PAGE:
The upshot of this way of thinking about justice and equality is that the question of what does or does not constitute a genuine choice becomes absolutely crucial. And since many left-wingers do fervently seek to preserve social programs that help the poor, they have increasingly justified their favored policies by what I call a “denial of responsibility”: Over the past decades, a lot of their philosophical and political effort has been directed toward pointing out that most people are not responsible for most of their choices. Is somebody addicted to drugs? Their genes are to blame. Is somebody out of work? Discrimination is at fault. Has somebody amassed a lot of debt? If only they had inherited more money . . .
This denial of responsibility starts from intuitive assumptions. It seems obvious, for example, that an inheritance is a matter of luck. But in trying to identify all the things that are, strictly speaking, beyond our control, the denial of responsibility quickly gets into territory that is far less intuitive. Aren’t our talents just a matter of luck? After all, it is surely beyond our control whether we are born with a high or a low IQ. And might closer inspection not reveal that some of the choices we seemingly make turn out to be the result of factors for which we cannot claim true responsibility as well? After all, the real reason why you put more effort into your business than me may be that you were raised by more hard-working parents.
Most philosophers in this tradition quickly conclude that we need radical redistribution. While they accept that we can forfeit our claim of assistance if we have made bad choices, for example, they doubt that the poor can ever be responsible for their fate. And yet, it is hardly surprising that this response to the predominance of personal responsibility has proven politically toothless. Many people are willing to concede that social advantages bestowed upon the children of the rich are unfair: If somebody is able to attend a better college or to start a business thanks to their parents’ riches, this clearly gives them an unfair advantage over children who are excluded from such opportunities. But they quickly balk when philosophers take this idea to what they consider to be its logical end point: It is, for example, unlikely that ordinary voters will ever brook the idea that we should not be allowed to profit from our propensity toward hard work simply because our parents helped to imbue that virtue in us, or that armed robbers shouldn’t be held responsible for the violent acts they commit because they had a bad childhood. If we are to overcome the pernicious consequences of a punitive focus on personal responsibility, we therefore need to challenge the current way of thinking about blame and desert in a more radical manner.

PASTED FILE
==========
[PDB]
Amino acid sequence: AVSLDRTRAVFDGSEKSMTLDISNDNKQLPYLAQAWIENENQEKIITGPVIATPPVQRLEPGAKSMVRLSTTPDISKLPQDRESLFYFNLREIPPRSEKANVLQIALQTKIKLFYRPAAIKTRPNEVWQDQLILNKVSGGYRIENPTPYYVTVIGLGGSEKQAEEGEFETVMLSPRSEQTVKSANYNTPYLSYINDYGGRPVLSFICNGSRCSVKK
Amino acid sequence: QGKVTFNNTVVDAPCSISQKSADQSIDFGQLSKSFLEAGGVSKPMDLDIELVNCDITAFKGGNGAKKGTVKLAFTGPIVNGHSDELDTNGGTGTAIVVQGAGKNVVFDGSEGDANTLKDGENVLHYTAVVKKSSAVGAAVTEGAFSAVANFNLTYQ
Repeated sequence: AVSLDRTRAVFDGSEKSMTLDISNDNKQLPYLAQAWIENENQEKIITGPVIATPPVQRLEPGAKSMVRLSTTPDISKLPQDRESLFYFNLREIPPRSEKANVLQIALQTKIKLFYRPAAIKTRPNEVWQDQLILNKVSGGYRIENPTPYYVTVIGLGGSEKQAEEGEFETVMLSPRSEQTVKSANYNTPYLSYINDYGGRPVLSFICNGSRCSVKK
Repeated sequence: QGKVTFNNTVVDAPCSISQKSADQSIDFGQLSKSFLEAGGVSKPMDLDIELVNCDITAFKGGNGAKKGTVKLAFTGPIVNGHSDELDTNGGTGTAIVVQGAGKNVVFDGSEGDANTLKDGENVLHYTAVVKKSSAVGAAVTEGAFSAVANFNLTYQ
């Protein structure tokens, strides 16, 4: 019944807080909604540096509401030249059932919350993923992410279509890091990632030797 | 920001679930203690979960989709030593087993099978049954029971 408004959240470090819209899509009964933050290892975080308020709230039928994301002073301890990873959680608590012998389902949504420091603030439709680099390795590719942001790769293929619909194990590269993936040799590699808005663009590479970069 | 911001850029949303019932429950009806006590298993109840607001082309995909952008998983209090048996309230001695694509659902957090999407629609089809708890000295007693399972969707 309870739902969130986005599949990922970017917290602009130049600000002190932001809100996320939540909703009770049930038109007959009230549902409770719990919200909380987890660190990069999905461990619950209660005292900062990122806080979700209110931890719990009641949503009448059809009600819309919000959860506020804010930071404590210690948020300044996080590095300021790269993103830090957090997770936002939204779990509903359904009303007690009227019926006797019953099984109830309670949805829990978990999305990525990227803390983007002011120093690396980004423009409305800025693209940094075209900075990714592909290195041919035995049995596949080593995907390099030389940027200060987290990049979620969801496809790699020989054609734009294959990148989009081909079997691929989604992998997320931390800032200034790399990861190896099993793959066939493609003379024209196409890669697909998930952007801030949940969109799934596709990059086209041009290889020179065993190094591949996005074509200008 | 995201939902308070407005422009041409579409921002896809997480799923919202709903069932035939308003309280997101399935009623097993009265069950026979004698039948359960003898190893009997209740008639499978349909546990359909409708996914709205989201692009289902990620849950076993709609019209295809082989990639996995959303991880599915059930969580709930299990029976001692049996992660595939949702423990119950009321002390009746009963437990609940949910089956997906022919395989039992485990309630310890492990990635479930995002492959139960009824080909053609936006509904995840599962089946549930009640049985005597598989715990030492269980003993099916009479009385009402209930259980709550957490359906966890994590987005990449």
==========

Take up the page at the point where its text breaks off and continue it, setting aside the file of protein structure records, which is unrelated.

A Positive Notion of Responsibility
Responsibility does have value. In fact, a world without responsibility would be nothing short of dystopian: Because we could never think that we are taking responsibility for ourselves, it would deny us a sense of control over our own fate. Because we could never think that we are taking responsibility for others, it would leave us incapable of expressing what is so significant about the people and the projects that fill our lives with meaning. Perhaps most importantly, because we could never think of other human beings as full agents capable of responsibility for their own actions, it would ultimately leave us bereft of some of the deepest human bonds, making a mockery of the meaning of friendship and even love. So the solution to the age of responsibility cannot be to reject the idea of responsibility altogether. Instead, we need to reclaim and redefine the concept, making it part of a larger vision for how the state can empower its citizens.
Personal responsibility has shrunk to a narrow, punitive core. Figuring out just how responsibility could, instead, play a positive, multi-faceted role in our politics and society is a large undertaking. Here, I can only offer three initial pointers about the way in which a positive notion of responsibility might allow us to broaden our political imagination—and revive the original promise of the welfare state.
One of the stranger things about our current way of thinking about personal responsibility is that it turns the welfare state into a mere handmaiden for realizing an abstract notion of justice. As mentioned, the idea, roughly, is that there are those who are deserving (the responsible) and those who are undeserving (the irresponsible). The role of the welfare state is to reward the deserving and to punish the undeserving. John Rawls would have called this mode of reasoning “pre-political”: It takes a strong notion of individual desert as its starting point, and then presses political institutions into the service of making the world accord more closely with this pre-existing conception of justice.